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gtoledo3

Aqua Marine

Posts: 3,990 Member Since:23/10/2013

#13 [url]

Jan 17 17 12:07 PM

scaramanga wrote:
I'm not as busy as you guys, but I still use Pro Tools professionally. Therefore none of these decisions are mine to make.

"Oh, you want to use the second take? Sorry! Already deleted. But don't you feel good about that, in a philosophical sense?"

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soapfoot

Ruby Baby

Posts: 7,036 Member Since:04/02/2011

#15 [url]

Jan 17 17 12:12 PM

gtoledo3 wrote:

scaramanga wrote:
I'm not as busy as you guys, but I still use Pro Tools professionally. Therefore none of these decisions are mine to make.

"Oh, you want to use the second take? Sorry! Already deleted. But don't you feel good about that, in a philosophical sense?"

Alarmingly, I witnessed this exact thing once.

I was a hired gun guitarist on a film scoring session. When the director of the film asked to hear an earlier take of one of the cues, the engineer told him that he'd wiped it since he wasn't specifically asked to keep it, and cited a very similar rationale to the one you jokingly mentioned here.

brad allen williams

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ktownson

Aqua Marine

Posts: 3,116 Member Since:22/01/2011

#16 [url]

Jan 17 17 12:43 PM

I get the mindset concept, but if it puts the same nail in the board, why use a hammer instead of a nail gun?

"Kerry fixed the stereo, and now it doesn't work." (My six-year-old sister)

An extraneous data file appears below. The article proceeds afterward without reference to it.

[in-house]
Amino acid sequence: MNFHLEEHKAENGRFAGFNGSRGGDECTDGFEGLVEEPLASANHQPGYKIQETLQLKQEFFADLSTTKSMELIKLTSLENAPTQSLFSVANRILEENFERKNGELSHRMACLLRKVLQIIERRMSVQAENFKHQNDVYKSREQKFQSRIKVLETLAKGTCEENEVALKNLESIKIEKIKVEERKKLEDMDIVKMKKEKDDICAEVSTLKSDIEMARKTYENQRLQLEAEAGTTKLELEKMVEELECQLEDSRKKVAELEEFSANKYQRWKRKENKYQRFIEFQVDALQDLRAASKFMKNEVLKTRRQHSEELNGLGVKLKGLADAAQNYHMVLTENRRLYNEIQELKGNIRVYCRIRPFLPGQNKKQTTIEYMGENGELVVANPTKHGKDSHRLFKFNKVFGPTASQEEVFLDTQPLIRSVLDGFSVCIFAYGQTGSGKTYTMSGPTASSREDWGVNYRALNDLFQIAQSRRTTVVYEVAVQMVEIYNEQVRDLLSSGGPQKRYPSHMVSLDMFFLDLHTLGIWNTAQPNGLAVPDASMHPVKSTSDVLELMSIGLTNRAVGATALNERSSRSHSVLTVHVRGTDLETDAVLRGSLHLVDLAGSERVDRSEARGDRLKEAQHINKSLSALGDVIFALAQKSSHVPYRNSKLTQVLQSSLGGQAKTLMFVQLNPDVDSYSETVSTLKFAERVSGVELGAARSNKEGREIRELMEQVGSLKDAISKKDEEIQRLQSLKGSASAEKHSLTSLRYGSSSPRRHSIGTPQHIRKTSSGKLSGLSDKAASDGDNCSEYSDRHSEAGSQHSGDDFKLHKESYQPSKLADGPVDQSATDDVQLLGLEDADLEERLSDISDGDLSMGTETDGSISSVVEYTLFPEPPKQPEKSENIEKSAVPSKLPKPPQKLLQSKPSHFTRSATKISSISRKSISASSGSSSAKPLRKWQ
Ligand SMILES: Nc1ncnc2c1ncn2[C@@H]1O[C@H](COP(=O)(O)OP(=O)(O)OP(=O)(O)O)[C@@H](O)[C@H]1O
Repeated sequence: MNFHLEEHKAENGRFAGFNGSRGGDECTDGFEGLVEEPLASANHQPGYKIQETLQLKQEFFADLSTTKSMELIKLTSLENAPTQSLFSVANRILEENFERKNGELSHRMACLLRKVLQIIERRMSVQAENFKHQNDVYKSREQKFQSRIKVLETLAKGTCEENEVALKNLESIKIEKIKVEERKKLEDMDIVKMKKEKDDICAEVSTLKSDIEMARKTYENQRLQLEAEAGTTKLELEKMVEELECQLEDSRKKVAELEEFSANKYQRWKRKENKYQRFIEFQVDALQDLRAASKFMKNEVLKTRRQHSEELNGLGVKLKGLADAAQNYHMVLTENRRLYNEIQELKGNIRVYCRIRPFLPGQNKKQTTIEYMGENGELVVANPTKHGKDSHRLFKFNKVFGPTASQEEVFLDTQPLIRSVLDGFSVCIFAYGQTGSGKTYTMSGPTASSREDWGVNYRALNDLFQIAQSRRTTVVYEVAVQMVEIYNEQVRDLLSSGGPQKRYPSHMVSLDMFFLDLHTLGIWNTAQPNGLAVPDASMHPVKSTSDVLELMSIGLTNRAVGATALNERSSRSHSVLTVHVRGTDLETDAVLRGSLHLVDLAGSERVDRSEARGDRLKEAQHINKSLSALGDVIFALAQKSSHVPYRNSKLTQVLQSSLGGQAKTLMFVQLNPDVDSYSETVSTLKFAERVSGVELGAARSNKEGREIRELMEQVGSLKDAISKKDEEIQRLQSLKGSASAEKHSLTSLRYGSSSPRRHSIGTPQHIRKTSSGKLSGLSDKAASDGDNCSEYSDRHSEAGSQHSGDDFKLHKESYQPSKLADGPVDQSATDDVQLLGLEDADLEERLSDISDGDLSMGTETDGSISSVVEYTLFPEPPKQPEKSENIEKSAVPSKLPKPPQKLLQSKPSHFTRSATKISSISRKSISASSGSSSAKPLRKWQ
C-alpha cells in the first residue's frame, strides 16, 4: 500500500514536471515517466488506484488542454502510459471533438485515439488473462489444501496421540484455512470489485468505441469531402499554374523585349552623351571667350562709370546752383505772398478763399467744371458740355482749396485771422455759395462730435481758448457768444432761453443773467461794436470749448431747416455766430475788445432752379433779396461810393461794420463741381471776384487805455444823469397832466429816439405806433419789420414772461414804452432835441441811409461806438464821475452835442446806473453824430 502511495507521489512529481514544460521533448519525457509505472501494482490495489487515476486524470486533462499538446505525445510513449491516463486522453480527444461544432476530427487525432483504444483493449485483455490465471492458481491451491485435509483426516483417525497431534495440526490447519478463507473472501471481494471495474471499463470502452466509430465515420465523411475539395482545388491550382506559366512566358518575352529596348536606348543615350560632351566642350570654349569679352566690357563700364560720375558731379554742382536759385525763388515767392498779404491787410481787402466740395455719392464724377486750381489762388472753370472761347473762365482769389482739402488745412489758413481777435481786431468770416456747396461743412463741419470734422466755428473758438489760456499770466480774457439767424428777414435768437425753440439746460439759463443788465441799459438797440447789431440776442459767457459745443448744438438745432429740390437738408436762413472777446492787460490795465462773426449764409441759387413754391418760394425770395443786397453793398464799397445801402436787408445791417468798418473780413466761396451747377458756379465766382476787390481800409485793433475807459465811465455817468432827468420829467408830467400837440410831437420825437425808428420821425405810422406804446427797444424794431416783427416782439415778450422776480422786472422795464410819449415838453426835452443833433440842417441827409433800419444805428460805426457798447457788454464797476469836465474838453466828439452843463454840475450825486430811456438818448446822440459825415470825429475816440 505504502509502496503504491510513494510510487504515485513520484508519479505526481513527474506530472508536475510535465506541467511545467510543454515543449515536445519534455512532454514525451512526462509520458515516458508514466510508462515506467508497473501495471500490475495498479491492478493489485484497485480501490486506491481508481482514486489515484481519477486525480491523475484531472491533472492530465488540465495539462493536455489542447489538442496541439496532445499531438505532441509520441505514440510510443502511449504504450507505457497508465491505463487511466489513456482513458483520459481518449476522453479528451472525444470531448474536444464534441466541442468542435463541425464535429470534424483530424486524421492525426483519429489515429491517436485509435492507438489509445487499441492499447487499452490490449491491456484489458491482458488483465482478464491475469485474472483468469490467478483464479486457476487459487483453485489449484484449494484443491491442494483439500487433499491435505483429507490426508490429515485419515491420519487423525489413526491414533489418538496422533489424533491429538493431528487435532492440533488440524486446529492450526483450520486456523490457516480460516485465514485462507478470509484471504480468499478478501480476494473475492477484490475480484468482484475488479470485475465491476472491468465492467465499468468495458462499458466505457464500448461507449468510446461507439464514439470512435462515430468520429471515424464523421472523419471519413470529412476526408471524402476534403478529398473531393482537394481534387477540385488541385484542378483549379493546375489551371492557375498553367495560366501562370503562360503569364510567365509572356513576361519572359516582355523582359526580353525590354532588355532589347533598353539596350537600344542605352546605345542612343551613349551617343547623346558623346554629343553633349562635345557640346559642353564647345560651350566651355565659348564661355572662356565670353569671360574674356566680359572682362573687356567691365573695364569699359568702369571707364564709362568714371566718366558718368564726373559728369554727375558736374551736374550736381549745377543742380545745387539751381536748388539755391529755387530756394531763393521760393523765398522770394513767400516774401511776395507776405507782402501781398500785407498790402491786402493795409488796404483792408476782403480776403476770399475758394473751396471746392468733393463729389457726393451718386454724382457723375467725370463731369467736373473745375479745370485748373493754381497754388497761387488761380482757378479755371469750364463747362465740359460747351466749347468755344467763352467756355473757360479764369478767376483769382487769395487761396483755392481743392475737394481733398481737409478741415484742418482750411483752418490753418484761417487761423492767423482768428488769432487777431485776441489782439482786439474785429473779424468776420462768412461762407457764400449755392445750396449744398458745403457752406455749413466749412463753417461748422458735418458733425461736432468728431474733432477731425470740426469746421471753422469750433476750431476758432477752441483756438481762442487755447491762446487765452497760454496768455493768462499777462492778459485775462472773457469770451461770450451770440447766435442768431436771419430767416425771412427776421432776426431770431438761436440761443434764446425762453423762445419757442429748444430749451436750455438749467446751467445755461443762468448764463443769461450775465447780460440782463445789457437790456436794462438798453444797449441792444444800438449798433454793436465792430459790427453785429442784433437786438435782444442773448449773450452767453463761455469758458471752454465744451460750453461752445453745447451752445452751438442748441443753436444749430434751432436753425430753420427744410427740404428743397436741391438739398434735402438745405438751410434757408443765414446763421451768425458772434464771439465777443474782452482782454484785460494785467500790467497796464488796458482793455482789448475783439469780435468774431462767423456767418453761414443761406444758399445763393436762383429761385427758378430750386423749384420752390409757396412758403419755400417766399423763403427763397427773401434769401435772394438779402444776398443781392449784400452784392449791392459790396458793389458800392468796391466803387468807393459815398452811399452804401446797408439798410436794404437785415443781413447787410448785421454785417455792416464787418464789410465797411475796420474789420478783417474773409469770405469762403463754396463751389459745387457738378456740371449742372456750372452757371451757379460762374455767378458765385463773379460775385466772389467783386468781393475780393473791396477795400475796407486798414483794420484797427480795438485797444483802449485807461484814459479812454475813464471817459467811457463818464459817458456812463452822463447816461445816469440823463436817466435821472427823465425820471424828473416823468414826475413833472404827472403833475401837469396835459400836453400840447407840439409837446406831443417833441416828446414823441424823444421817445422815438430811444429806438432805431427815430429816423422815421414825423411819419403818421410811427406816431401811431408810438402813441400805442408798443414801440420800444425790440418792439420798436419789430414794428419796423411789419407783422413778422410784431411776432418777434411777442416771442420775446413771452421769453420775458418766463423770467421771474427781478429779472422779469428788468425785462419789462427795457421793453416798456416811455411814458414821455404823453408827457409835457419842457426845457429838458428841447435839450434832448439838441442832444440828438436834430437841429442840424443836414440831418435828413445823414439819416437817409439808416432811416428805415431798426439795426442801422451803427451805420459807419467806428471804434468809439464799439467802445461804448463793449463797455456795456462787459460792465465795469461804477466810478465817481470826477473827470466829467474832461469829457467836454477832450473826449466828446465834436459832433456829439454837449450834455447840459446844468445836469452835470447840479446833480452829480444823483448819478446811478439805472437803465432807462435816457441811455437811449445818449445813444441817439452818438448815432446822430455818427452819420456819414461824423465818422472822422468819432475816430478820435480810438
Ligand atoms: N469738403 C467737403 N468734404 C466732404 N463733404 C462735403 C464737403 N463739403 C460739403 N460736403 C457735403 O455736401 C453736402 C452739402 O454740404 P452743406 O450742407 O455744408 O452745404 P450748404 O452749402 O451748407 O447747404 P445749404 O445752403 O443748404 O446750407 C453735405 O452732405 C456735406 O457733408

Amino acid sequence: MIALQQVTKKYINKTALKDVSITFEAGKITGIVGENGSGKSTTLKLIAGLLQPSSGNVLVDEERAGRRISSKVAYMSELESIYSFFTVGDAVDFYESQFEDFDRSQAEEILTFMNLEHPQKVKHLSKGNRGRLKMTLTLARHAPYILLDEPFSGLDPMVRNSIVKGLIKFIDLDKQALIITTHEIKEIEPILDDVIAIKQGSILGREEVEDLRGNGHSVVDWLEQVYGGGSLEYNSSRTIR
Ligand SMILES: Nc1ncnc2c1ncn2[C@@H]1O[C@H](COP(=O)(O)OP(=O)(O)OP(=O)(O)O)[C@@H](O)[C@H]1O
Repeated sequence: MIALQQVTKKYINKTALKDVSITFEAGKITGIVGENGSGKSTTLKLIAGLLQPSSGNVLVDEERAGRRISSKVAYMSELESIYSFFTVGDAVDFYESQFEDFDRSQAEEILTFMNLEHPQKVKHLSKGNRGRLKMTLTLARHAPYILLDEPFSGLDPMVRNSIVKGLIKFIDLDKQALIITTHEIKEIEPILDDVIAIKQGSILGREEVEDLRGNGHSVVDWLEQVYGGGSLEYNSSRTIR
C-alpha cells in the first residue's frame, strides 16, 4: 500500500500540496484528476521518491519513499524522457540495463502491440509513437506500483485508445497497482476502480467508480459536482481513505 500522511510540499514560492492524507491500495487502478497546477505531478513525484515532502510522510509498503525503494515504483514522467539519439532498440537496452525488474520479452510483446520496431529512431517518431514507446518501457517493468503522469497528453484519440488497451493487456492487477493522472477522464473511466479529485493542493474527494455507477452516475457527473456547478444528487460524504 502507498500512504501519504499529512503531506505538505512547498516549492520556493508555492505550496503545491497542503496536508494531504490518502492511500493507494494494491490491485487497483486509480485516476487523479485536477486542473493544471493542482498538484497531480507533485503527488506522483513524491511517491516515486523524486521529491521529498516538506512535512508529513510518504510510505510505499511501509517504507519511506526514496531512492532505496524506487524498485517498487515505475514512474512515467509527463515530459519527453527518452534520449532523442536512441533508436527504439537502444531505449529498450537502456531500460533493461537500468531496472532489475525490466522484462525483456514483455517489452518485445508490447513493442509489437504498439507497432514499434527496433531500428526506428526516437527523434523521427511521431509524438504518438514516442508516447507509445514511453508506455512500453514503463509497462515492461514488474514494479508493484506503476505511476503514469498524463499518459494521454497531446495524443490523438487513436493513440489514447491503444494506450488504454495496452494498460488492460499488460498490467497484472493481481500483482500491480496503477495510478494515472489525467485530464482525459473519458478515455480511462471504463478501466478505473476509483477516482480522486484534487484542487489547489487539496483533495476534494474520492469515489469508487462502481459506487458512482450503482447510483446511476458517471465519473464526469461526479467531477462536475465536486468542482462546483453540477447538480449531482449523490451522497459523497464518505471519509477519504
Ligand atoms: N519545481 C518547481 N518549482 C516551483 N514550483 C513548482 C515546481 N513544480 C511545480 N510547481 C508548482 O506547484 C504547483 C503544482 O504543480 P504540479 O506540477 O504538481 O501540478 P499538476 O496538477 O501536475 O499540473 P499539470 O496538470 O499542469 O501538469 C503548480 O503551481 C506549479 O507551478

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soapfoot

Ruby Baby

Posts: 7,036 Member Since:04/02/2011

#17 [url]

Jan 17 17 1:07 PM

ktownson wrote:
I get the mindset concept, but if it puts the same nail in the board, why use a hammer instead of a nail gun?

if you use a hammer, you get to market it as "artisanal" and "bespoke" and charge 5x as much for the same table

brad allen williams

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weedywet

Ruby Baby

Posts: 5,765 Member Since:20/01/2011

#19 [url]

Jan 17 17 3:30 PM

ktownson wrote:
I get the mindset concept, but if it puts the same nail in the board, why use a hammer instead of a nail gun?

 
Only because REALLY thinking about whether the board needs another nail is a good thing

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d gauss

Platinum Blonde

Posts: 1,228 Member Since:17/02/2011

#20 [url]

Jan 17 17 5:36 PM

i did a record recently where the bulk of a coupla songs were recorded all at once using a single microphone.
An AEA R84 was used with drums on one side of it maybe 9ft back, and singer/acoustic guitarist and upright bass on the other side up closer. though iirc, i had to add a spot mic (altec birdcage) at one point to help out the bass a tune.
the drum timing and vocal phrasing were solid, so i was able to edit a couple of spots from other takes into the "keeper" to fix a vocal note or two. then we overdubbed other stuff (B3, backing vox, etc.) on top of that as per usual.
was pretty scary and hairy at times, but seemed to turn out good as the artist loved it.